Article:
The Flag


The gold diggers on the Victorian goldfields in the early 1850s flew many flags and banners. Some were flown to celebrate their nationality, others to advertise their wares, such as at a general store. Others were flown to show their support for a cause, such as the anti-transportation movement.  Most are now lost and forgotten.

There are three flags that are still remembered. They were created and flown at the diggers’ three major protests to show their opposition to the colonial government gold licence system. The first was flown by the Diggers in December 1851 at their Monster Meeting at Forest Creek. Then the Diggers of the Red Ribbon Movement flew their new banner at Bendigo in August 1853 and a year later the Eureka flag was flown above the Eureka Stockade at Ballarat in December 1854. The Eureka flag is a well known national icon. But the two flags of the earlier protests that led up to Eureka are not so well known.  

The Red Ribbon and Eureka flags we fly today are the same design as those the Diggers flew at their 1853 and 1854 protests. Sadly the original 1851 Diggers’ Monster Meeting flag has not survived. So in 1995 it was recreated by Robyn Annear as an interpretation of the Diggers’ flag based on what can be seen in David Tulloch’s on-the-spot drawing of the 1851 Meeting and what was known about the Central Victorian goldfields of the time. Like the later Red Ribbon Banner, it shows the crossed pick and shovel representing the gold diggers’ labour, the kangaroo and emu for Australia, a tied bundle of sticks representing the diggers’ solidarity and a set of scales representing the social justice they sought. 

The 15,000 gold diggers flew a new flag when they gathered for the first mass protest against the gold licence system meeting at Forest Creek on Monday 15 December 1851. We don’t know lot about that original flag. The only visual record is in a drawing of the Meeting done by David Tulloch and it shows only part of the flag. We have no record of who designed the flag, who made it or what happened to it.

The contemporary Diggers’ Flag was created in 1995 by Robin Annear for the first modern commemoration of the 1851 Meeting, as an artistic interpretation based on the Tulloch drawing and other historical sources. It now flies permanently at the site of the 1851 Meeting in the Castlemaine Diggings National Heritage Park in Dja Dja Wurrung country. The site is listed in the Victorian Heritage Register (VHR2368) to acknowledge the historical significance of the Diggers’ Meeting in the early development of democracy in Victoria.

Chewton Domain Society member, Jackie McMaster, explains how the contemporary flag was created and why it has been adopted to represent the spirit of Chewton.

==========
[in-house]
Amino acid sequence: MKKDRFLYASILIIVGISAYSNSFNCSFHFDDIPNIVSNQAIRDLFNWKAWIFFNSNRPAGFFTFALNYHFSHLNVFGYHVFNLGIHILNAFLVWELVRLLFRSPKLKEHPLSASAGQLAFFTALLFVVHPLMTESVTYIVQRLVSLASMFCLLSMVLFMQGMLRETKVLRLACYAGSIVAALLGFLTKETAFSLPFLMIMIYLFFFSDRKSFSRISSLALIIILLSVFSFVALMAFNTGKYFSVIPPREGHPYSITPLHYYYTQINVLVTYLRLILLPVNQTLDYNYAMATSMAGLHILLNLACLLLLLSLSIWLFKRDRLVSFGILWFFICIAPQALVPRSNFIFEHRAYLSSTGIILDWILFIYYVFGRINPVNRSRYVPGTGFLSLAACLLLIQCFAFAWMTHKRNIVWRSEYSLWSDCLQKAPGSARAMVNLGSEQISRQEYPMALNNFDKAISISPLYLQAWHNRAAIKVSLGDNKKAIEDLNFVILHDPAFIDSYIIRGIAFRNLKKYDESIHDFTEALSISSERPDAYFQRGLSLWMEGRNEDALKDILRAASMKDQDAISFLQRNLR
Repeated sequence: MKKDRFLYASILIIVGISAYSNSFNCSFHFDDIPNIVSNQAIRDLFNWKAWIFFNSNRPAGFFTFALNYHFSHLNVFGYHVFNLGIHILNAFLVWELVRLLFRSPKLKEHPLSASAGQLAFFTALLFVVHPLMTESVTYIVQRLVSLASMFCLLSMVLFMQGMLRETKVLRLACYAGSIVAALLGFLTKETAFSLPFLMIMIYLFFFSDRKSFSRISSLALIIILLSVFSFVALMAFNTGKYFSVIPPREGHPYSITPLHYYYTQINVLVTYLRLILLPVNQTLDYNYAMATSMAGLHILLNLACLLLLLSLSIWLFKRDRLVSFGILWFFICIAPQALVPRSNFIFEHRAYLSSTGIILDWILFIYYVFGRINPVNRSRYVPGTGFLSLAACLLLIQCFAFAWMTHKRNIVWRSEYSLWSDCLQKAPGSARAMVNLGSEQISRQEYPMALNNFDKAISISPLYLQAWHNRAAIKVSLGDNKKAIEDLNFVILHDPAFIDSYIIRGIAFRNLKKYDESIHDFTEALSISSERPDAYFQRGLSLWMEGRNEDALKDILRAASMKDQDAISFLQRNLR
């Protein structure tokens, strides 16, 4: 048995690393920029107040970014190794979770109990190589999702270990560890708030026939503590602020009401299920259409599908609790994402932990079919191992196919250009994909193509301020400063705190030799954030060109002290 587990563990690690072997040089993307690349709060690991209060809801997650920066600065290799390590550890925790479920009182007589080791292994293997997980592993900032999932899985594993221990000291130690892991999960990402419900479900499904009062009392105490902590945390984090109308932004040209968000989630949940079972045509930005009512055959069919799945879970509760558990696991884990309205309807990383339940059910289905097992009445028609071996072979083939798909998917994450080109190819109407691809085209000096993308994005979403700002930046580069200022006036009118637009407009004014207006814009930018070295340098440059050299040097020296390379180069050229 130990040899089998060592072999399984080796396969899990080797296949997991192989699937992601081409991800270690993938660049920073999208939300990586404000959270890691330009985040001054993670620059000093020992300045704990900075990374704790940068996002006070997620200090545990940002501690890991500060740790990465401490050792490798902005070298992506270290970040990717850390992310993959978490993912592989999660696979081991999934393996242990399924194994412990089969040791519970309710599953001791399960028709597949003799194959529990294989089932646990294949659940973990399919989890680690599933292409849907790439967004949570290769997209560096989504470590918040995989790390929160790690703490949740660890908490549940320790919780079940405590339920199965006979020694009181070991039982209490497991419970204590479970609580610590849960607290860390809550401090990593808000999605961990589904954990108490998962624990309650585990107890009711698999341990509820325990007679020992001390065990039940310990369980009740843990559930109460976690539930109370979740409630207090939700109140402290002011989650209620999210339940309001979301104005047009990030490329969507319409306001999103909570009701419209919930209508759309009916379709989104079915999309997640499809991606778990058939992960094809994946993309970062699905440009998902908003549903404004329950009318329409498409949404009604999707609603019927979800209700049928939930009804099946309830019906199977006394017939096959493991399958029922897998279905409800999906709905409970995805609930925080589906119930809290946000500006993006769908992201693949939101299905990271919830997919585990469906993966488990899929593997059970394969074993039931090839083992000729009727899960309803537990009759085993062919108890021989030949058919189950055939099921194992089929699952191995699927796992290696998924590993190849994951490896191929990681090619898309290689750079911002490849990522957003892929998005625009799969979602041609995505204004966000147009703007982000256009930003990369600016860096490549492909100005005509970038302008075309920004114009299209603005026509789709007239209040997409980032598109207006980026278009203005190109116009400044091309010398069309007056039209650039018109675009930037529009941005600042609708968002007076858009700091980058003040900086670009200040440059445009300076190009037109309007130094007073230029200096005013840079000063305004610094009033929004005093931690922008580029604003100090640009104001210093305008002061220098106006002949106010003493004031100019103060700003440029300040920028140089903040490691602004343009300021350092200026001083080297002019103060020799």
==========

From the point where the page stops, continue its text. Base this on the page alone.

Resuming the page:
The Diggers’ Monster Meeting Flag flies at various places in Chewton and Castlemaine. People have asked if this is the original historic flag design or a more recent design that Chewton has adopted. The answer is that the contemporary Diggers’ Flag is an artistic interpretation and recreation of the flag flown at the December 1851 Monster Meeting of 15,000 Diggers, when they defied the government by refusing to pay more for their gold licences. It is based on an 1852 engraving by Thomas Ham of an 1851 drawing by David Tulloch entitled The Great Meeting of Diggers 1851, plus what was known and recorded about the Central Victorian goldfields in 1851, including a report by historian William Howitt in his 1855 book , Land, Labour and Gold. The colours were based on descriptions of the clothing worn by the diggers at the time.

 In 1995 Castlemaine author and historian Robyn Annear created a hand drawn and stitched recreation of the original flag for the first commemoration of the 1851 Meeting. It was her best interpretation using the information. She explained that the design came from looking at the Tulloch/Ham lithograph and reading historian Howitt’s report (in his 1855 book Land Labour and Gold) that an earlier version of the Red Ribbon Rebellion flag had been flown at the Monster Meeting in 1851. 

In 1999 editor Phil Ingamels, commissioned artist Robert Avitabile to refine Robyn’s flag design to be included in the book Discovering the Mount Alexander Diggings published by Friends of the Castlemaine Diggings (FOMAD).

Tulloch’s drawing shows the flag had four quadrants with a pick and shovel in the top left hand quadrant. Because the flag is drawn fluttering the other symbols are not clearly visible. Robyn’s contemporary design has four quadrants like the original, with the following four symbols.

  • the pick and shovel (for the diggers’ labour), 
  • a set of scales (for the social justice they sought), 
  • a tied bundle of sticks (representing the strength of their unity) and  
  • kangaroo and emu (for Australia).
Jackie McMaster with  Robyn Annear’s 1995 recreation of the Diggers’ flag. Now displayed at Chewton Town Hall.

In the early 2000s a group of history enthusiasts began publicising the 1851 Monster Meeting under the auspices of the Chewton Domain Society. The Society set about trying to unearth some more detailed information about what the flag had looked like, with a view to getting some replica flags made. Letters published in local papers and a query in the Weekly Times about the flag design and colours brought no responses. Because the Monster Meeting was considered an important event in the birth of democracy in our country, the group itself was democratic in the process of deciding exactly how Chewton’s Diggers’ Flag should look. They used a worksheet so that any interested party could say how they thought the flag should be interpreted. Eventually it was voted that the flag design in the FOMAD book was an excellent, thoughtful and educated interpretation of the historical flag. So permission was sought and given to use that design.

The flag we fly now is the result of that collaborative team effort to research and finalise the design with input from many people. It has been flown since then to remind people of the how the Diggers of 1851 at their Monster Meeting set in motion a democratic movement of protest that was a first step in the development of democracy in Victoria. It has also been adopted as representing the spirit of Chewton – taking a stand together to fight for our rights and social justice. For example, the flag was flown over the Chewton Pool in 2009 when the community was battling to save it from being closed